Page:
The state’s top law enforcement official says it’s a tough time to be a cop, especially in an age when police actions are publicly scrutinized and “second-guessed.”

Attorney General Gurbir Grewal made the comments to a gathering of police officials Thursday morning, a day after a car of suspects opened fire on a Mercer County police officer in Trenton and days after two police assassination attempts by a gunman in The Bronx, which promoted NYPD union leaders to declare “war” on Mayor Bill DeBlasio and blame anti-police rhetoric amid recent demonstrations against police.

“It is so difficult right now, today, to be a law enforcement officer,” Grewal, a Democrat who served as the Bergen County prosecutor before joining the Murphy administration, told a breakfast gathering of state police chiefs.

“You run to danger despite the risk. You put yourselves in harm’s way despite the risks. And you do it in a moment where, like no other profession, everything you do is second-guessed,” he said.

“Every move you make is dissected. Video is taken out of context and you’re questioned why you didn’t do this thing or why didn’t she do this and why didn’t you act this way, when you don’t have that luxury to press pause when you’re out there doing your jobs.”

Grewal also has been sympathetic to community groups and advocates who’ve called for reforming police practices. In December, his office announced changes to how law enforcement agencies would investigate complaints against cops and use of force by officers — policies that he said at the time would promote “the culture of professionalism, accountability, and transparency” and show “the rest of the country how we can build police-community trust while also protecting public safety.”

Grewal's office has also made it easier for the public to scrutinize police actions, issuing a directive in 2018 that makes police bodycam and dashcam footage more accessible to the media following cases involving deadly use of force.

Grewal on Thursday highlighted the heroism of Hamilton Officer Jason Moulds, who was on duty in an unmarked vehicle as part of his assignment with the State Police Crime Suppression Central Unit Task Force when he encountered a shooting in progress about 2:17 p.m. Wednesday at West State Street and Parkside Avenue in Trenton.

“Rather than run from that danger, he ran to that danger. And he followed those individuals and they shot at him and he could have been killed and he persisted and he went after those individuals,” Grewal said.

Vehicle involved in an incident with police on Parkside Ave in Trenton
Vehicle involved in an incident with police on Parkside Avenue in Trenton (Brian McCarthy)

Three suspects from Trenton — all ex-cons — have been charged with first-degree attempted murder, first-degree conspiracy and various weapons offenses.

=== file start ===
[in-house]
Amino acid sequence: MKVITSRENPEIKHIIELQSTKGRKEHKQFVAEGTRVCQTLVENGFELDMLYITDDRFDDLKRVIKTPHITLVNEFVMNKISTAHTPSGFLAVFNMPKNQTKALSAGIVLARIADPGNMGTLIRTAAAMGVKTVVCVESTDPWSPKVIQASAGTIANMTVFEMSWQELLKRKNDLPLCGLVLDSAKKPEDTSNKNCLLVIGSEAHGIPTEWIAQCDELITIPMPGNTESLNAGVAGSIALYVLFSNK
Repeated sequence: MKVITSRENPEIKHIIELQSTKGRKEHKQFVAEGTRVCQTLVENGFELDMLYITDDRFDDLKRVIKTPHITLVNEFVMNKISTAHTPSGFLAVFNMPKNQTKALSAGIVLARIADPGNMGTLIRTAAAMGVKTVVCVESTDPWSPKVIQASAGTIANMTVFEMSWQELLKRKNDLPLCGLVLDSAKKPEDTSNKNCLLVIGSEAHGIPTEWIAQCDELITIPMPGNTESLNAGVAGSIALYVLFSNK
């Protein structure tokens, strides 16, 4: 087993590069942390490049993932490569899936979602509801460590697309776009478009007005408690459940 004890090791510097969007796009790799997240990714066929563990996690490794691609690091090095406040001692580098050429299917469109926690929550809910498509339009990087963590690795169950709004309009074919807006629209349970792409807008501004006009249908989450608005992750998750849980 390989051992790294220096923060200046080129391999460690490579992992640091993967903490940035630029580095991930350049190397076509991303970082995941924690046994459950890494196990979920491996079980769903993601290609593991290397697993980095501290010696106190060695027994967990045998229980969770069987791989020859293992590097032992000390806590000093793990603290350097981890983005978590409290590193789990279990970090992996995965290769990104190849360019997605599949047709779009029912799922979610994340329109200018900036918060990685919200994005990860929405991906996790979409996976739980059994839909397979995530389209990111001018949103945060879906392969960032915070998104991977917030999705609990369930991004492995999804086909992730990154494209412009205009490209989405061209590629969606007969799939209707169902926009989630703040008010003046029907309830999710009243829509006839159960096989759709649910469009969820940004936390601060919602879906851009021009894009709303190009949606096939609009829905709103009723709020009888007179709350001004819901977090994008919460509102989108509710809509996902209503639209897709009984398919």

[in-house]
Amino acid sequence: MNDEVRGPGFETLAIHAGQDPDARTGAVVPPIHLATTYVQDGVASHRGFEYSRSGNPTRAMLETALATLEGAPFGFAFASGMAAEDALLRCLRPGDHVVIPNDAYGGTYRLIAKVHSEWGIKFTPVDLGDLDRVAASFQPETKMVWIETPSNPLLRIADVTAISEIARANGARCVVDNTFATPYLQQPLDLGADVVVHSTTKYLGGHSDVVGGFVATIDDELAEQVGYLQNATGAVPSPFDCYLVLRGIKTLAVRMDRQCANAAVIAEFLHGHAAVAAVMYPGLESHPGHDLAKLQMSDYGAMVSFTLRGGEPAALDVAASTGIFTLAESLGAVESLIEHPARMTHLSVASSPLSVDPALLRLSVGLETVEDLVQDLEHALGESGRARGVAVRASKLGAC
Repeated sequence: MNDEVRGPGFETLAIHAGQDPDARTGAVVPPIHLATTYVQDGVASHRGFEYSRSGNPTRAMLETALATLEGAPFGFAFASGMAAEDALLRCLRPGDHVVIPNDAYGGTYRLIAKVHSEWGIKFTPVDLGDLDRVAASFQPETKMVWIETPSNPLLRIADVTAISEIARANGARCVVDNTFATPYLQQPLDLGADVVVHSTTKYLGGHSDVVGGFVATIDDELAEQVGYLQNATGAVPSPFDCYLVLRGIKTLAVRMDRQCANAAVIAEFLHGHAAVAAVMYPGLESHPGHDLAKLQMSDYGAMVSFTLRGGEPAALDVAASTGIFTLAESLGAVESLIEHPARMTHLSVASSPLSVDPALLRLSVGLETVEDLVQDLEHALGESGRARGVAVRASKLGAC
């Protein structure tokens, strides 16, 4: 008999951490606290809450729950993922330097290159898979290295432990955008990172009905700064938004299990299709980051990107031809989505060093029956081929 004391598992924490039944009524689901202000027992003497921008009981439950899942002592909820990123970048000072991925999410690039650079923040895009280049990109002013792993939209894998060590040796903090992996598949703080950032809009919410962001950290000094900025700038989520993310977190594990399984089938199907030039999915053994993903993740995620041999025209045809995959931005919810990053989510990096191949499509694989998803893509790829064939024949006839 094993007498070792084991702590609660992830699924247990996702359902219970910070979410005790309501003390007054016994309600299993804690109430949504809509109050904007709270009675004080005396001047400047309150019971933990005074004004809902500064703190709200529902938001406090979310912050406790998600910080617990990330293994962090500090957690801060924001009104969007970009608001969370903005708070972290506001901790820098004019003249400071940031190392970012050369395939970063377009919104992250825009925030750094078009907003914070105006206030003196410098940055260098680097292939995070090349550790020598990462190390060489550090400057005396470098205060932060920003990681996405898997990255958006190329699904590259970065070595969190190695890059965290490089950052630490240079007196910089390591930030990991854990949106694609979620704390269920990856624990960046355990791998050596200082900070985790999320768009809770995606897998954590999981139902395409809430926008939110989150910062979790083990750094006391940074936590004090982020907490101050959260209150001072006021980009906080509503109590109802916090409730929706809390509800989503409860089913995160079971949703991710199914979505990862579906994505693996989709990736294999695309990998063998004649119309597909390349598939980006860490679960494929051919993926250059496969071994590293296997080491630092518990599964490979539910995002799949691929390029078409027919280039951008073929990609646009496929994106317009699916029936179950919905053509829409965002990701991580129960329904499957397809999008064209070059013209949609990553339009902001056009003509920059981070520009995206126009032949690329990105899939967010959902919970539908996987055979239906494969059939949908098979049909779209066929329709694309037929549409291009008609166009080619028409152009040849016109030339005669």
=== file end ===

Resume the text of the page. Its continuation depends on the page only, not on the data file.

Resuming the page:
Moulds followed the suspects’ vehicle to the Oakland Park Apartments on Coolidge Avenue, where the suspects shot at him, striking his car.

Yahonatan R. Salter, 28, was arrested outside while Dion Battle, 28, and Shaiquan A. Hearns, 20, were arrested inside the apartment of Tameka V. Flemming, 30.

Flemming was arrested as she tried to leave her apartment carrying two handguns in a backpack, State Police said. She was charged with second-degree handgun possession, third-degree hindering apprehension, fourth-degree obstruction and fourth-degree possession of large-capacity magazine.

The shooting of the officer in Trenton has not been described as a targeted attack, the kind that resulted in two officers being injured in what officials in New York said was two separate assassination attempts by the same man in a period of 12 hours.

Robert Williams, 45, was arrested Sunday after walking into a Bronx police station and opening fire. One cop was shot one in arm before the gunman ran out of ammunition.

Earlier, Williams had approached a police car and shot at two cops inside, wounding one, police said.

Williams, an ex-con who did time for shooting at cops after a carjacking in 2002, was charged with attempted murder.

Police Commissioner Dermot Shea said that anti-police rhetoric was “not unrelated” to the assassination attempts.

“We had people marching through the streets of New York City recently,” Shea said. “Words matter. And words affect people's behavior.”

Despite the police union attacks on DeBlasio, the Democratic mayor also said that anti-police rhetoric “creates this kind of dynamic” where police come under violent attack.

But the Sergeants Benevolent Association was having none of it.

“Mayor DeBlasio, the members of the NYPD are declaring war on you!” the union said on Twitter. “We do not respect you, DO NOT visit us in hospitals. You sold the NYPD to the vile creatures, the 1% who hate cops but vote for you. NYPD cops have been assassinated because of you. This isn’t over, Game on!"

In New Jersey, Grewal also has been dragged into the political fray, albeit without the verbal bomb throwing seen in the Big Apple.

The elected Republican sheriffs and freeholders of Cape May and Monmouth counties are challenging Grewal’s policies of limiting local law enforcement and county jail cooperation with federal immigration officials. The U.S. Justice Department last week filed its own lawsuit challenging the state’s Immigrant Trust Directive.

This week, Grewal acknowledged his political disagreement with Monmouth County Sheriff Shaun Golden, saying “it’s possible to respect those who disagree with you.”


The Associated Press contributed to this report.

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